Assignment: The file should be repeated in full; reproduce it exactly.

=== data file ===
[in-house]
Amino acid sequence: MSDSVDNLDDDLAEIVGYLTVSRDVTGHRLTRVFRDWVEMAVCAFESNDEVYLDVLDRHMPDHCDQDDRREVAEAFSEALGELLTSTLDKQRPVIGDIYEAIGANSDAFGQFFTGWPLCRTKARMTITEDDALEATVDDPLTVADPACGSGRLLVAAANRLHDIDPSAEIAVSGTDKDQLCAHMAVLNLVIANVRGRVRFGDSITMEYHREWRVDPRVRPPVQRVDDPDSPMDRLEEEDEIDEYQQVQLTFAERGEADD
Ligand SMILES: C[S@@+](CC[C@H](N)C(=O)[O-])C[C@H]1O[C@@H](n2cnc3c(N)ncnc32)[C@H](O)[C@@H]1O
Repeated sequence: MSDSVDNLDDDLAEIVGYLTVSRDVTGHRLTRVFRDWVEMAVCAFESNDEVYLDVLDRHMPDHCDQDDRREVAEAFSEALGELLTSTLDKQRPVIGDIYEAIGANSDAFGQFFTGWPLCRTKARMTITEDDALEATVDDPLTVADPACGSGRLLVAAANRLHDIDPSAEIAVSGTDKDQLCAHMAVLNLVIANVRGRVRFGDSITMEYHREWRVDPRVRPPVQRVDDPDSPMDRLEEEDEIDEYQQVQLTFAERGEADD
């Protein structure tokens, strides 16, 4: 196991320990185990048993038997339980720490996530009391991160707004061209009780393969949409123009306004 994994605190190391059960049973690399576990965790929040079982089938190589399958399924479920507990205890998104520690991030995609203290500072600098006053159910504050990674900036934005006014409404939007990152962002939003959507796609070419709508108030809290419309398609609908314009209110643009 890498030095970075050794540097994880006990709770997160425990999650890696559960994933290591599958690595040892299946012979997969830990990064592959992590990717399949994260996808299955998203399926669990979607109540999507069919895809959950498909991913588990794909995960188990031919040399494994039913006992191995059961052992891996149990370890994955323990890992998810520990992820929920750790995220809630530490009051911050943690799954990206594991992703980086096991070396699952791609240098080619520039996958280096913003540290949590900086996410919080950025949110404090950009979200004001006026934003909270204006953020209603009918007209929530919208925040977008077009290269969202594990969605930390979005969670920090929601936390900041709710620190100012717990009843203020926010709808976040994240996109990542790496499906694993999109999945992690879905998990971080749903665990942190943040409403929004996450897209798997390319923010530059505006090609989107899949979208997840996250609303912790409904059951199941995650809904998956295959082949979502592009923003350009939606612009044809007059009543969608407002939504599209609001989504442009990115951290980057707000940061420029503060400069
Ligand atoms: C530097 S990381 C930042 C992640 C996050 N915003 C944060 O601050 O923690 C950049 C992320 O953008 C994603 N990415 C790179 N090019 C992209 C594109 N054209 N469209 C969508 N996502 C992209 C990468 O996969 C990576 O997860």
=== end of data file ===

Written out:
[in-house]
Amino acid sequence: MSDSVDNLDDDLAEIVGYLTVSRDVTGHRLTRVFRDWVEMAVCAFESNDEVYLDVLDRHMPDHCDQDDRREVAEAFSEALGELLTSTLDKQRPVIGDIYEAIGANSDAFGQFFTGWPLCRTKARMTITEDDALEATVDDPLTVADPACGSGRLLVAAANRLHDIDPSAEIAVSGTDKDQLCAHMAVLNLVIANVRGRVRFGDSITMEYHREWRVDPRVRPPVQRVDDPDSPMDRLEEEDEIDEYQQVQLTFAERGEADD
Ligand SMILES: C[S@@+](CC[C@H](N)C(=O)[O-])C[C@H]1O[C@@H](n2cnc3c(N)ncnc32)[C@H](O)[C@@H]1O
Repeated sequence: MSDSVDNLDDDLAEIVGYLTVSRDVTGHRLTRVFRDWVEMAVCAFESNDEVYLDVLDRHMPDHCDQDDRREVAEAFSEALGELLTSTLDKQRPVIGDIYEAIGANSDAFGQFFTGWPLCRTKARMTITEDDALEATVDDPLTVADPACGSGRLLVAAANRLHDIDPSAEIAVSGTDKDQLCAHMAVLNLVIANVRGRVRFGDSITMEYHREWRVDPRVRPPVQRVDDPDSPMDRLEEEDEIDEYQQVQLTFAERGEADD
């Protein structure tokens, strides 16, 4: 196991320990185990048993038997339980720490996530009391991160707004061209009780393969949409123009306004 994994605190190391059960049973690399576990965790929040079982089938190589399958399924479920507990205890998104520690991030995609203290500072600098006053159910504050990674900036934005006014409404939007990152962002939003959507796609070419709508108030809290419309398609609908314009209110643009 890498030095970075050794540097994880006990709770997160425990999650890696559960994933290591599958690595040892299946012979997969830990990064592959992590990717399949994260996808299955998203399926669990979607109540999507069919895809959950498909991913588990794909995960188990031919040399494994039913006992191995059961052992891996149990370890994955323990890992998810520990992820929920750790995220809630530490009051911050943690799954990206594991992703980086096991070396699952791609240098080619520039996958280096913003540290949590900086996410919080950025949110404090950009979200004001006026934003909270204006953020209603009918007209929530919208925040977008077009290269969202594990969605930390979005969670920090929601936390900041709710620190100012717990009843203020926010709808976040994240996109990542790496499906694993999109999945992690879905998990971080749903665990942190943040409403929004996450897209798997390319923010530059505006090609989107899949979208997840996250609303912790409904059951199941995650809904998956295959082949979502592009923003350009939606612009044809007059009543969608407002939504599209609001989504442009990115951290980057707000940061420029503060400069
Ligand atoms: C530097 S990381 C930042 C992640 C996050 N915003 C944060 O601050 O923690 C950049 C992320 O953008 C994603 N990415 C790179 N090019 C992209 C594109 N054209 N469209 C969508 N996502 C992209 C990468 O996969 C990576 O997860």